- You are labeling yourself with your prices. This is one of the things that I know is a constant to-and-fro for me. I want to be competitive... but I also believe that I offer among the BEST of similar items! I don't want to be the highest priced... but I do think I deserve a certain price for my time and costs. I want to catch all the sales because I know people will be satisfied with my items... but I don't want to lose sales if people think I'm over priced. So, back and forth I go! For most of my items, I'm content being on the high end of the range of prices for similar items. I KNOW my products are quality and I'm comfortable with the profit I'm making. But I'm also lucky because I offer a few items that sell really well and that balances those that are slow sales. This struggle is even harder for those who are in a category with LOTS of competition. For those of you... that's where it is even more important to have photos, titles, and descriptions that are second to none so that the quality of your items speaks through all aspects of your listings, including price.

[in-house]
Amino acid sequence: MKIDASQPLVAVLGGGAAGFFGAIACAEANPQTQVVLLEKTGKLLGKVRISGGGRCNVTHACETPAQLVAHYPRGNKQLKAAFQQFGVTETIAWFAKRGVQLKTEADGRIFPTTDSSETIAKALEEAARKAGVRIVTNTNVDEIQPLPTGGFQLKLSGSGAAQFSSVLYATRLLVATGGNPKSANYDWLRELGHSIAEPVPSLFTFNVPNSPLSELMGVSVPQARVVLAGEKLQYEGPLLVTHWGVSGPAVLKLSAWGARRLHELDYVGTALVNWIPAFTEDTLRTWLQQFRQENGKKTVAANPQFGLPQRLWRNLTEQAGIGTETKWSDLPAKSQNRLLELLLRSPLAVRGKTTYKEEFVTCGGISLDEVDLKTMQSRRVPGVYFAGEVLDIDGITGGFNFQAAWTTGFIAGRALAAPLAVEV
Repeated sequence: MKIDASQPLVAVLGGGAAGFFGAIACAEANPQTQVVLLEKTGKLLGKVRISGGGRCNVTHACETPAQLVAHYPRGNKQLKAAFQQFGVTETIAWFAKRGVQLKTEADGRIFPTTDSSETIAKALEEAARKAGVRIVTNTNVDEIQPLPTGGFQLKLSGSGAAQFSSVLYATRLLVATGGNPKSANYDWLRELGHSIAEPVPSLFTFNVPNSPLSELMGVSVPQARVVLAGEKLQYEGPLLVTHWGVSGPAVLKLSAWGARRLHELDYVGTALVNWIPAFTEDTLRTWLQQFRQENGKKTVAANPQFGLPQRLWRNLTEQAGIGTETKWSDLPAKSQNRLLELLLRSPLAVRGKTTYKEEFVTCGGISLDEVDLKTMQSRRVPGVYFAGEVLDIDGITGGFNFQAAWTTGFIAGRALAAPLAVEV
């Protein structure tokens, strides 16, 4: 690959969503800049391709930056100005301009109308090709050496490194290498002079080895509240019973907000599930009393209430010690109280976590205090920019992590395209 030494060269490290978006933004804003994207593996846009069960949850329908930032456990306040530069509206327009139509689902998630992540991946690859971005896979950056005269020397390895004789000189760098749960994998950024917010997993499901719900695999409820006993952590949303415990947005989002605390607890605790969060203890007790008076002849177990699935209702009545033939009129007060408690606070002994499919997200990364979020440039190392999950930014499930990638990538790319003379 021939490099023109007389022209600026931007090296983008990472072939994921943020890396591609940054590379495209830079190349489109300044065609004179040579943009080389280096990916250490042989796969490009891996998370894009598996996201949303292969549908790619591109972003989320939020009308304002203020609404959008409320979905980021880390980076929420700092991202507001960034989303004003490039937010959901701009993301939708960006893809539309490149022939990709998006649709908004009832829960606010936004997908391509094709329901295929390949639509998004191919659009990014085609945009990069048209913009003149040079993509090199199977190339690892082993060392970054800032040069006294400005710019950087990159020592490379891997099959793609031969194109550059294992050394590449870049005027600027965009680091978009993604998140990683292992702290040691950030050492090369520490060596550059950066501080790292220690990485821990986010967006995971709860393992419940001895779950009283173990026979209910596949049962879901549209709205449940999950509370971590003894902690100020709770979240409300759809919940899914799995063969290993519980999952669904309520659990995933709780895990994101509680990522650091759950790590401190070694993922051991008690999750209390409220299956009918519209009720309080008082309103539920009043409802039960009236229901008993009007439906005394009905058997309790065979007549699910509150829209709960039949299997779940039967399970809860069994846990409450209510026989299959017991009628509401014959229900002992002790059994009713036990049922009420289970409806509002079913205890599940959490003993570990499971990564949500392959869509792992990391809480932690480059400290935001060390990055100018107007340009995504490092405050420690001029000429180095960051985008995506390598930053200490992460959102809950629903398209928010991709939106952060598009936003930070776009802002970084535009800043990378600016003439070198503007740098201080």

Having a plan for pricing that you are comfortable with is the best place to start. Try this for starters:
... Take your material costs and the cost of paying yourself for time it takes to make the item.
... multiply that number by 1.5. Add pp/etsy fees and shipping material costs. This might be your "wholesale" cost.
... take that initial number again and this time multiply by 2 before adding fees and shipping materials.
How does that fit in? You can play around with your "hourly wage" and see what happens. It's a place to start anyway... and a place to start thinking about what should be going into your prices.
Something else to consider... what have you bought from another seller that you have just been WOW'ed by? I got some booties for my daughter from a seller that I had looked longingly at her items for quite some time. The price though had me hesitate because, like I said, I'm a bargain kind of girl. Anyway... when I finally got them I was just blown away at the quality of workmanship! I WILL be buying more and now I'm okay with the $30 price tag because they are worth it! If you feel that way about the quality of your own items there is no reason to believe that your customers won't also!!
So... I hope that that has brought to light some of the mysteries of pricing. Like I said in the beginning... this is a HARD topic! If you have any other tips or questions about pricing, feel free to comment here. There are still items in my shop that I feel pretty clueless about pricing... and I think we probably all feel that way so don't be shy to ask people's opinions. Just remember... there are a lot of different customers in the world! :)